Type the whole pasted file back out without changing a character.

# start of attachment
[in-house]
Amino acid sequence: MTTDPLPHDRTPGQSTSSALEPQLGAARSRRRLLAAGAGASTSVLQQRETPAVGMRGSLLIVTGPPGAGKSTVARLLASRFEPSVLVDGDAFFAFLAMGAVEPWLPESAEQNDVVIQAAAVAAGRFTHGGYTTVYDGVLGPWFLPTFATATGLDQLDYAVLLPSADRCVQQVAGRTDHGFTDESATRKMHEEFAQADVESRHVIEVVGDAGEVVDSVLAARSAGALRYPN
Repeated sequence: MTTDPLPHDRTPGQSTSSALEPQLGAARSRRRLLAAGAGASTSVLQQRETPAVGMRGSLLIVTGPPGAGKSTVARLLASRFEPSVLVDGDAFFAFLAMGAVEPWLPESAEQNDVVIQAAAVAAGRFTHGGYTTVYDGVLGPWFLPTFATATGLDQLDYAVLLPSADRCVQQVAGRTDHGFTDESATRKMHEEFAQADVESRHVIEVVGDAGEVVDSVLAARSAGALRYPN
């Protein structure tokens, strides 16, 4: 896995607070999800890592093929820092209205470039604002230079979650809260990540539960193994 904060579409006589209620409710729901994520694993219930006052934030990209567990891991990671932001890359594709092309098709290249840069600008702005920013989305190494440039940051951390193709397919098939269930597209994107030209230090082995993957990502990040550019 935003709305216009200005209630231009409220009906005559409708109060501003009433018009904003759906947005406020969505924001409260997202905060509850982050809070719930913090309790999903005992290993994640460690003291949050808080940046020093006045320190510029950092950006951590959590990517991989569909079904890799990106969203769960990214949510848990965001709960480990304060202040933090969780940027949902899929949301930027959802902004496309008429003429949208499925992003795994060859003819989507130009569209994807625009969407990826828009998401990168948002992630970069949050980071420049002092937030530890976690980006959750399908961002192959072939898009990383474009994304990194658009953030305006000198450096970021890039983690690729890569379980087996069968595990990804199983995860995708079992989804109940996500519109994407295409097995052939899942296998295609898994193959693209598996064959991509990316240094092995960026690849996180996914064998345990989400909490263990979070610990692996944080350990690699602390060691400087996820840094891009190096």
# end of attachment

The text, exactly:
[in-house]
Amino acid sequence: MTTDPLPHDRTPGQSTSSALEPQLGAARSRRRLLAAGAGASTSVLQQRETPAVGMRGSLLIVTGPPGAGKSTVARLLASRFEPSVLVDGDAFFAFLAMGAVEPWLPESAEQNDVVIQAAAVAAGRFTHGGYTTVYDGVLGPWFLPTFATATGLDQLDYAVLLPSADRCVQQVAGRTDHGFTDESATRKMHEEFAQADVESRHVIEVVGDAGEVVDSVLAARSAGALRYPN
Repeated sequence: MTTDPLPHDRTPGQSTSSALEPQLGAARSRRRLLAAGAGASTSVLQQRETPAVGMRGSLLIVTGPPGAGKSTVARLLASRFEPSVLVDGDAFFAFLAMGAVEPWLPESAEQNDVVIQAAAVAAGRFTHGGYTTVYDGVLGPWFLPTFATATGLDQLDYAVLLPSADRCVQQVAGRTDHGFTDESATRKMHEEFAQADVESRHVIEVVGDAGEVVDSVLAARSAGALRYPN
């Protein structure tokens, strides 16, 4: 896995607070999800890592093929820092209205470039604002230079979650809260990540539960193994 904060579409006589209620409710729901994520694993219930006052934030990209567990891991990671932001890359594709092309098709290249840069600008702005920013989305190494440039940051951390193709397919098939269930597209994107030209230090082995993957990502990040550019 935003709305216009200005209630231009409220009906005559409708109060501003009433018009904003759906947005406020969505924001409260997202905060509850982050809070719930913090309790999903005992290993994640460690003291949050808080940046020093006045320190510029950092950006951590959590990517991989569909079904890799990106969203769960990214949510848990965001709960480990304060202040933090969780940027949902899929949301930027959802902004496309008429003429949208499925992003795994060859003819989507130009569209994807625009969407990826828009998401990168948002992630970069949050980071420049002092937030530890976690980006959750399908961002192959072939898009990383474009994304990194658009953030305006000198450096970021890039983690690729890569379980087996069968595990990804199983995860995708079992989804109940996500519109994407295409097995052939899942296998295609898994193959693209598996064959991509990316240094092995960026690849996180996914064998345990989400909490263990979070610990692996944080350990690699602390060691400087996820840094891009190096």